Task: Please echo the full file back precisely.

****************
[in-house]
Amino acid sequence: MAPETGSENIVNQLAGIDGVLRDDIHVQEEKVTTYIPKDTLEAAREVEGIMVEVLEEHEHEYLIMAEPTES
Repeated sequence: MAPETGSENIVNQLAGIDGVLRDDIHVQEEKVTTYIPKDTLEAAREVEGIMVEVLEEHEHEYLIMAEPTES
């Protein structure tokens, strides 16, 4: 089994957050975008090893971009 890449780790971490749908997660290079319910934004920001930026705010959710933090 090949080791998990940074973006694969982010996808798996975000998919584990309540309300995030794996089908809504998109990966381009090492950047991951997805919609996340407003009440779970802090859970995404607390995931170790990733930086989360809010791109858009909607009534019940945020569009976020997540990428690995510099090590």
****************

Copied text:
[in-house]
Amino acid sequence: MAPETGSENIVNQLAGIDGVLRDDIHVQEEKVTTYIPKDTLEAAREVEGIMVEVLEEHEHEYLIMAEPTES
Repeated sequence: MAPETGSENIVNQLAGIDGVLRDDIHVQEEKVTTYIPKDTLEAAREVEGIMVEVLEEHEHEYLIMAEPTES
């Protein structure tokens, strides 16, 4: 089994957050975008090893971009 890449780790971490749908997660290079319910934004920001930026705010959710933090 090949080791998990940074973006694969982010996808798996975000998919584990309540309300995030794996089908809504998109990966381009090492950047991951997805919609996340407003009440779970802090859970995404607390995931170790990733930086989360809010791109858009909607009534019940945020569009976020997540990428690995510099090590």